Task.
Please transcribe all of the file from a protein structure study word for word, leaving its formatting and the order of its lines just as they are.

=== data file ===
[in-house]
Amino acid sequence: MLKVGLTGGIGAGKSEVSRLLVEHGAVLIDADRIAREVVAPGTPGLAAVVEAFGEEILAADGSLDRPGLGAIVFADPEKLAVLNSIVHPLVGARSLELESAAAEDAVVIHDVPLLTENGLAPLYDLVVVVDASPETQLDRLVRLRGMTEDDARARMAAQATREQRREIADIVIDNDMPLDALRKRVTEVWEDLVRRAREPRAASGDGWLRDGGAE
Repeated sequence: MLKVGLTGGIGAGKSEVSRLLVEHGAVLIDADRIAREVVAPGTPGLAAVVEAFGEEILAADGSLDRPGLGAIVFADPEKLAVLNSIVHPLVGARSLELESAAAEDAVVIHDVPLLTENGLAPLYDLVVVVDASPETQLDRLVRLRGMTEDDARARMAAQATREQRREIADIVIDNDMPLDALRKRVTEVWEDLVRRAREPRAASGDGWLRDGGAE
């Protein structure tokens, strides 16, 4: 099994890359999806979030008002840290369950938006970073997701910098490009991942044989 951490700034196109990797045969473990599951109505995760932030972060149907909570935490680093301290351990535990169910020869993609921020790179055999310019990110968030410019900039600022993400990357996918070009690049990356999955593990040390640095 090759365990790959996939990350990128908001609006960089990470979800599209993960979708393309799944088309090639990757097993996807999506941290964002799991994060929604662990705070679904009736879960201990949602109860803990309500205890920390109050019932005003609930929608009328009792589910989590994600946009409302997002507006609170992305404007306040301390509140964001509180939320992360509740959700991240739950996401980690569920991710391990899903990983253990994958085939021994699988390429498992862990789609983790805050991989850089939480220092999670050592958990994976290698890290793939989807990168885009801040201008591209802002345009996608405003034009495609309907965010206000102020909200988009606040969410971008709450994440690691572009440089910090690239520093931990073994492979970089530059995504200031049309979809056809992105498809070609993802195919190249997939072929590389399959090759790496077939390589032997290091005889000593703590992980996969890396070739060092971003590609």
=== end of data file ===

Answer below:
[in-house]
Amino acid sequence: MLKVGLTGGIGAGKSEVSRLLVEHGAVLIDADRIAREVVAPGTPGLAAVVEAFGEEILAADGSLDRPGLGAIVFADPEKLAVLNSIVHPLVGARSLELESAAAEDAVVIHDVPLLTENGLAPLYDLVVVVDASPETQLDRLVRLRGMTEDDARARMAAQATREQRREIADIVIDNDMPLDALRKRVTEVWEDLVRRAREPRAASGDGWLRDGGAE
Repeated sequence: MLKVGLTGGIGAGKSEVSRLLVEHGAVLIDADRIAREVVAPGTPGLAAVVEAFGEEILAADGSLDRPGLGAIVFADPEKLAVLNSIVHPLVGARSLELESAAAEDAVVIHDVPLLTENGLAPLYDLVVVVDASPETQLDRLVRLRGMTEDDARARMAAQATREQRREIADIVIDNDMPLDALRKRVTEVWEDLVRRAREPRAASGDGWLRDGGAE
């Protein structure tokens, strides 16, 4: 099994890359999806979030008002840290369950938006970073997701910098490009991942044989 951490700034196109990797045969473990599951109505995760932030972060149907909570935490680093301290351990535990169910020869993609921020790179055999310019990110968030410019900039600022993400990357996918070009690049990356999955593990040390640095 090759365990790959996939990350990128908001609006960089990470979800599209993960979708393309799944088309090639990757097993996807999506941290964002799991994060929604662990705070679904009736879960201990949602109860803990309500205890920390109050019932005003609930929608009328009792589910989590994600946009409302997002507006609170992305404007306040301390509140964001509180939320992360509740959700991240739950996401980690569920991710391990899903990983253990994958085939021994699988390429498992862990789609983790805050991989850089939480220092999670050592958990994976290698890290793939989807990168885009801040201008591209802002345009996608405003034009495609309907965010206000102020909200988009606040969410971008709450994440690691572009440089910090690239520093931990073994492979970089530059995504200031049309979809056809992105498809070609993802195919190249997939072929590389399959090759790496077939390589032997290091005889000593703590992980996969890396070739060092971003590609």